Video: Largest Claw in U.S. Links to Largest Floating Crane on East Coast

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Chessy, the 1,000-ton-capacity floating crane cleaning up debris from the Francis Scott Key Bridge collapse in Baltimore, has been paired with the largest hydraulic claw in the U.S.

The Chesapeake 1000 barge crane and HSWC500-1000 hydraulic claw started working together April 29 clearing the wreckage from the bridge, which collapsed March 26 after it was struck by the cargo ship Dali.

To watch the crane and claw in action, check out the video above by Christopher Rosario and Bobby Petty with the U.S. Army Corps of Engineers, Baltimore District.

Crews have nicknamed the 29-foot-tall hydraulic claw “Gus.” Weighing 200 tons, it arrived April 27 in Baltimore after a weeklong trip by barge from Galveston, Texas. The pair’s task is to help clear out 50,000 tons of bridge debris so the blocked Fort McHenry Channel can be fully reopened for shipping traffic to the port and so the Dali, which is still stuck under debris, can be removed.

In all, the Corps of Engineers Baltimore District reports that 22 floating cranes are working to remove the wreckage, some of it covered in mud beneath the murky waters of the Patapsco River. Chessy can send Gus down as far as 260 feet to clamp debris. Its jaws, which consist of four hydraulic clamps, can open as wide as 29 feet.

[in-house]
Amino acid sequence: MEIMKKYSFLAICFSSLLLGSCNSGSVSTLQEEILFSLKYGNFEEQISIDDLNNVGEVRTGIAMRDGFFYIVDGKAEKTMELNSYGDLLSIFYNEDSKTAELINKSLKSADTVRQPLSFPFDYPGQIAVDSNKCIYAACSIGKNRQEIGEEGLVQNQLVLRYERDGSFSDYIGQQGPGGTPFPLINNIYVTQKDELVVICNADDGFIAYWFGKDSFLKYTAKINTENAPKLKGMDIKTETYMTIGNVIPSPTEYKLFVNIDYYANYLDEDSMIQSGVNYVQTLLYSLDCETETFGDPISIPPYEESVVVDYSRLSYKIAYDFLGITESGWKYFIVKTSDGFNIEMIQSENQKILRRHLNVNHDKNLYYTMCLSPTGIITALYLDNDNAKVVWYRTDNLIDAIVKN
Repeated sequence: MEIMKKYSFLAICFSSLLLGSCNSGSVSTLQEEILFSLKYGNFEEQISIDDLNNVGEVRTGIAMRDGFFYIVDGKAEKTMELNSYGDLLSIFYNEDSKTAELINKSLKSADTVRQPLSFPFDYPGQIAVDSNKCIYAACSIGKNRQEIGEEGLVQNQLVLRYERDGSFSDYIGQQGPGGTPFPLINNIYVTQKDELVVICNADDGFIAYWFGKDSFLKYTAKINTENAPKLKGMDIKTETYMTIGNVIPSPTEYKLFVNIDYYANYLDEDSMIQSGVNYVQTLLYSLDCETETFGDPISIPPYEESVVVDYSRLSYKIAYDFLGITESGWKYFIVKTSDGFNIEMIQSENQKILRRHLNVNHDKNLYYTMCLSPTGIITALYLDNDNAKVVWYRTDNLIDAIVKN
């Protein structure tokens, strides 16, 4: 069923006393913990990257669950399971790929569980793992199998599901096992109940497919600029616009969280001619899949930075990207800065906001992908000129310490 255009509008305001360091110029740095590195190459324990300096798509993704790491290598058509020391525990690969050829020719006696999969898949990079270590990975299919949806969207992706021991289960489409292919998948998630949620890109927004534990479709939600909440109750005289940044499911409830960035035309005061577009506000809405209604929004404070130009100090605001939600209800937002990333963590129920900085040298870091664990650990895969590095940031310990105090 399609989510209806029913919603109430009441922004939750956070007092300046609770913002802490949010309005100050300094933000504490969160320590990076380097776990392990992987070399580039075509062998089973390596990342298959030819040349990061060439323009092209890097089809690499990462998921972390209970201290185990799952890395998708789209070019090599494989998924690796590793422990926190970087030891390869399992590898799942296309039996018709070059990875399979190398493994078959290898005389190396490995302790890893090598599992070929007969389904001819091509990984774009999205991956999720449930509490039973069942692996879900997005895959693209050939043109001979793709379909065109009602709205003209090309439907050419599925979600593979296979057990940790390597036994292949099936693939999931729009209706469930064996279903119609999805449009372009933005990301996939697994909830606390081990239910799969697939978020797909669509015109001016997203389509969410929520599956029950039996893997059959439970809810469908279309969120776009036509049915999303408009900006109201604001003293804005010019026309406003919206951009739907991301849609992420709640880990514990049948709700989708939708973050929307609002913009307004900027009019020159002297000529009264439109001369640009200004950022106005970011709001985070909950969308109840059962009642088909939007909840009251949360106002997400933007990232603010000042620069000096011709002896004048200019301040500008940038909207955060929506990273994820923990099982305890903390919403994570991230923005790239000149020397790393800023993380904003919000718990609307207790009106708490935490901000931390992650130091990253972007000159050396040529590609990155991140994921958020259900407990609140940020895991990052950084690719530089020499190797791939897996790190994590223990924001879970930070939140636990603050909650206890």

Donjon Marine Co. of New Jersey owns and operates the crane, which has a boom that extends 230 feet 9 inches and has an additional 25-plus-foot-long jib boom.

As of April 26, the corps reports that about 3,000 tons of debris have been removed from the river. A date for fully reopening the port has been set for May 31.

The first container ship arrived April 29 at the port’s Seagirt Terminal after a 35-foot-deep temporary channel was opened. The limited access channel has a horizontal clearance of 300 feet and a vertical clearance of 214 feet. The channel “is expected to provide passage for a limited number of commercial vessels into the Port of Baltimore and a departure opportunity for some deep draft vessels currently unable to leave the harbor since the FSK bridge collapse,” according to the corps.

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